SOM301 Skin pathology, Atherosclerosis and Cancer (5, pre-requisites SOM201-SOM208)
SOM302 Infections; Viral, Bacterial and Parasitic Disease (6, pre-requisites SOM201-SOM208)
SOM303 Pregnancy, Birth and Child Health (5, pre-requisites SOM201-SOM208)

Semester 4

SOM304 Urinary System II (2, pre-requisites SOM201-SOM208)
SOM305 Cardiovascular and Respiratory System II (5, pre-requisites SOM201-SOM208)
SOM306 Muscular Skeletal System II (5, pre-requisites SOM201-SOM208)
SOM307 Nervous System and Senses II (4, pre-requisites SOM201-SOM208)

Second Winter Semester

SOM308 Community Attachment, Public Health Project II (4, pre-requisites SOM201-SOM208)
SOM309 Gastro Intestinal Diseases (5, pre-requisites SOM201-SOM208)

PHASE 2 PROGRAMME – THREE YEARS

Year Three

SOM402 Internal Medicine I (General) (8, prerequisites MBBS year 2 courses SOM301-SOM309)
SOM404 Family Medicine I (8, pre-requisites MBBS year 2 courses SOM301-SOM309)
SOM405 Surgery I (General, Anaesthesiology) (8, pre-requisites MBBS year 2 courses SOM301-SOM309)
SOM406 Obstetrics & Gynaecology I (8, prerequisites MBBS year 2 courses SOM301-SOM309)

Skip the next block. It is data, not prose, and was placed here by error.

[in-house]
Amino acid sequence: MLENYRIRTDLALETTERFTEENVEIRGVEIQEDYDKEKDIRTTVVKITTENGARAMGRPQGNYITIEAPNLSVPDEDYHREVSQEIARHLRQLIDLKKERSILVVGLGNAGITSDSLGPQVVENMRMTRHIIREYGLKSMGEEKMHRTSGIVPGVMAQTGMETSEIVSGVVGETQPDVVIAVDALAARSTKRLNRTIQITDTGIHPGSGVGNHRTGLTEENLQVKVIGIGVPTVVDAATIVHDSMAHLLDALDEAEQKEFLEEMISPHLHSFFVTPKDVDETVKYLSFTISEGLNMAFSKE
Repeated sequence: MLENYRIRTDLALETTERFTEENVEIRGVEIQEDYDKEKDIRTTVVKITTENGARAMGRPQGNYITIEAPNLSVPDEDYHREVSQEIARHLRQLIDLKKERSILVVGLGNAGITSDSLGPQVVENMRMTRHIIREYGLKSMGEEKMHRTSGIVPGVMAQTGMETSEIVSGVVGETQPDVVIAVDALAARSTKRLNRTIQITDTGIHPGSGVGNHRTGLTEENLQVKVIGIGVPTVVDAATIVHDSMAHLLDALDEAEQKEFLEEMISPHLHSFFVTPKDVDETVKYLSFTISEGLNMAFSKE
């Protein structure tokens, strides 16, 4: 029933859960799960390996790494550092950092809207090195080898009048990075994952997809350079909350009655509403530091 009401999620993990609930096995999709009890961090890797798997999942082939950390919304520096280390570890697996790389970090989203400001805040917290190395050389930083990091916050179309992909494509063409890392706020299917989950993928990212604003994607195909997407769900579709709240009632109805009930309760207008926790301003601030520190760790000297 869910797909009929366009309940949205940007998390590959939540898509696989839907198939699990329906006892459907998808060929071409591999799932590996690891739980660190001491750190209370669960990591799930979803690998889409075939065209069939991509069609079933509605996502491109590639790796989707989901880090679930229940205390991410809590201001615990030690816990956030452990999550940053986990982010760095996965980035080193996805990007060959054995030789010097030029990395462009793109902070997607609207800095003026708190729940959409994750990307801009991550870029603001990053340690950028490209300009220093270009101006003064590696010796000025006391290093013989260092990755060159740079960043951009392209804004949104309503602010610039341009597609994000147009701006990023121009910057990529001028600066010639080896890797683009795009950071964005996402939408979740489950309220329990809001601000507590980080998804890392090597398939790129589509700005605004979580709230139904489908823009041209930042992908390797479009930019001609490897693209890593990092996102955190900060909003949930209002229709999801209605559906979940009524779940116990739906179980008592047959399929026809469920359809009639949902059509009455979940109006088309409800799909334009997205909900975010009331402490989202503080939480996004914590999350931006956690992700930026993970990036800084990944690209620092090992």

SOM407 Paediatrics & Adolescent Health I (8, prerequisites MBBS year 2 courses SOM301-SOM309)

Year Four

SOM502 Internal Medicine II (General Internal Medicine, Infectious Diseases,Dermatology, (8, pre-requisite SOM402-SOM407)
SOM503 Electives (Special Project) (8, pre-requisites SOM 502, SOM 504, SOM 505, SOM 507)
SOM504 Psychiatry (8, pre-requisite SOM402-SOM407)
SOM505 Public Health Medicine (8, pre-requisite SOM402-SOM407)
SOM507 Surgery II (Orthopaedics, Ophthalmology, Otorhinolaryngology,) (8, pre-requisite SOM402- SOM407)

Year Five

SOM602 Internal Medicine III (General) (8, prerequisite SOM502-SOM507)
SOM603 Obstetrics & Gynaecology II (8, pre-requisite SOM502-SOM507)
SOM604 Paediatrics & Adolescent Health II, (8, pre-requisite SOM502-SOM507)
SOM605 Family Medicine II (8, pre-requisite SOM502-SOM507)
SOM613 Surgery III (General, Anaesthesiology, Emergency Medicine) (8, pre-requisite SOM502-SOM507)